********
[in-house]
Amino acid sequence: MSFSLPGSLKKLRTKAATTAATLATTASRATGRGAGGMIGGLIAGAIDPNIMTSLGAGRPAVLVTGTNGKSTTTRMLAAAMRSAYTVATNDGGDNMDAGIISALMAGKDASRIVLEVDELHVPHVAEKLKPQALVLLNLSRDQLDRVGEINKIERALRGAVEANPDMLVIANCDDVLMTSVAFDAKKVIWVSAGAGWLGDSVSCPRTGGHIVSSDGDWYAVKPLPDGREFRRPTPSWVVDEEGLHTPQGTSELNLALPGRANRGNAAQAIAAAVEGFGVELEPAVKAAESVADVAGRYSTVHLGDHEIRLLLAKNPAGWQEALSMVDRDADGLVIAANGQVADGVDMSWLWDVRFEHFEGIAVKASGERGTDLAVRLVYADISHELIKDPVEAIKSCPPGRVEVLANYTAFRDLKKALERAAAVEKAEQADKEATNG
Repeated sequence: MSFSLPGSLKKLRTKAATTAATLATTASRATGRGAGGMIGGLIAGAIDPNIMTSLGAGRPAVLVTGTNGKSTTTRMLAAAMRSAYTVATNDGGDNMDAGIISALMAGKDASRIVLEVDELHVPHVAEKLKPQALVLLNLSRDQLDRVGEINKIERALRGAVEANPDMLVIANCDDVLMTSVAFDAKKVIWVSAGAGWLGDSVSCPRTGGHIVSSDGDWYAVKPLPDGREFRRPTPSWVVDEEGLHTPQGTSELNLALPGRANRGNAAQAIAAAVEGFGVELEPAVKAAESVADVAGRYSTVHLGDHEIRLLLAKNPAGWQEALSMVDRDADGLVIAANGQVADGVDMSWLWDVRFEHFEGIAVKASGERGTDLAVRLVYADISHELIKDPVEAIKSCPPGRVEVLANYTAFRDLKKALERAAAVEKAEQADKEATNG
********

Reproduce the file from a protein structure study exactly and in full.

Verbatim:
[in-house]
Amino acid sequence: MSFSLPGSLKKLRTKAATTAATLATTASRATGRGAGGMIGGLIAGAIDPNIMTSLGAGRPAVLVTGTNGKSTTTRMLAAAMRSAYTVATNDGGDNMDAGIISALMAGKDASRIVLEVDELHVPHVAEKLKPQALVLLNLSRDQLDRVGEINKIERALRGAVEANPDMLVIANCDDVLMTSVAFDAKKVIWVSAGAGWLGDSVSCPRTGGHIVSSDGDWYAVKPLPDGREFRRPTPSWVVDEEGLHTPQGTSELNLALPGRANRGNAAQAIAAAVEGFGVELEPAVKAAESVADVAGRYSTVHLGDHEIRLLLAKNPAGWQEALSMVDRDADGLVIAANGQVADGVDMSWLWDVRFEHFEGIAVKASGERGTDLAVRLVYADISHELIKDPVEAIKSCPPGRVEVLANYTAFRDLKKALERAAAVEKAEQADKEATNG
Repeated sequence: MSFSLPGSLKKLRTKAATTAATLATTASRATGRGAGGMIGGLIAGAIDPNIMTSLGAGRPAVLVTGTNGKSTTTRMLAAAMRSAYTVATNDGGDNMDAGIISALMAGKDASRIVLEVDELHVPHVAEKLKPQALVLLNLSRDQLDRVGEINKIERALRGAVEANPDMLVIANCDDVLMTSVAFDAKKVIWVSAGAGWLGDSVSCPRTGGHIVSSDGDWYAVKPLPDGREFRRPTPSWVVDEEGLHTPQGTSELNLALPGRANRGNAAQAIAAAVEGFGVELEPAVKAAESVADVAGRYSTVHLGDHEIRLLLAKNPAGWQEALSMVDRDADGLVIAANGQVADGVDMSWLWDVRFEHFEGIAVKASGERGTDLAVRLVYADISHELIKDPVEAIKSCPPGRVEVLANYTAFRDLKKALERAAAVEKAEQADKEATNG